Azole resistance in Aspergillus species in Southern Taiwan: an epidemiological surveillance study.
Mycoses. 2019 Sep 23;:
Authors: Chen YC, Kuo SF, Wang HC, Wu CJ, Lin YS, Li WS, Lee CH
BACKGROUND AND OBJECTIVES: Poor clinical outcomes for invasive aspergillosis are associated with antifungal resistance. Performing antifungal susceptibility tests on clinically relevant Aspergillus isolates from patients and environmental regions with known azole resistance is recommended. The aim of the study was to assess the presence of azole-resistance in clinical Aspergillus spp. isolates and those from hospital environments and farmlands within a 40 km radius of the hospital.
METHODS: Clinical Aspergillus spp. isolates were cultured, as well as environmental Aspergillus spp. isolates obtained from air samples. Samples were subcultured in azole-containing agar plates. Isolates with a positive screening test were subjected to YeastOne methods to determine their minimum inhibitory concentrations of antifungals. Resistance mechanisms were investigated in the azole-resistant Aspergillus spp. isolates.
RESULTS: No azole-resistant clinical or environmental A. flavus, A. oryaze, A. niger or A. terreus isolates were found in the present study. All A. fumigatus clinical isolates were azole-susceptible. Seven A. fumigatus environmental isolates were associated with cyp51A mutations, including 2 that harbored TR34 /L98H mutations with S297T/F495I substitutions, 2 with TR34 /L98H mutations and 3 with TR46 /Y121F/T289A mutations. One of these isolates was collected from farmland, 1 was from A ward and 5 were from B ward. The proportion of azole-resistant A. fumigatus was 10.2% (6/59) and 3.2% (1/31) in the hospital environments and the farmlands near the hospital, respectively.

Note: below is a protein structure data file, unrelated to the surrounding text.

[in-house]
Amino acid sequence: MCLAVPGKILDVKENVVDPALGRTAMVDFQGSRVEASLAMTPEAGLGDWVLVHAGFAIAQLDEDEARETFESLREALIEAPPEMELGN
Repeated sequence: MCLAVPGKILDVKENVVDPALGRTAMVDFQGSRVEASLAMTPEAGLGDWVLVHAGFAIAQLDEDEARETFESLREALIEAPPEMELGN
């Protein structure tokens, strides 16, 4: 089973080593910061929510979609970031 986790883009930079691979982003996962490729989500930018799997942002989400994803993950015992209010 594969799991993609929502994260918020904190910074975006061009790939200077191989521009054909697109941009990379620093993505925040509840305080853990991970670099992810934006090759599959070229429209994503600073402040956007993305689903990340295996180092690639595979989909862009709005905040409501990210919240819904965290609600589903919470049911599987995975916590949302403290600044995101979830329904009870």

CONCLUSIONS: It was observed that azole-resistant A. fumigatus existed within hospital environments. This emphasizes the importance of periodic surveillance in hospital environments, and monitoring for the emergence of azole-resistant A. fumigatus clinical isolates.
PMID: 31549427 [PubMed – as supplied by publisher]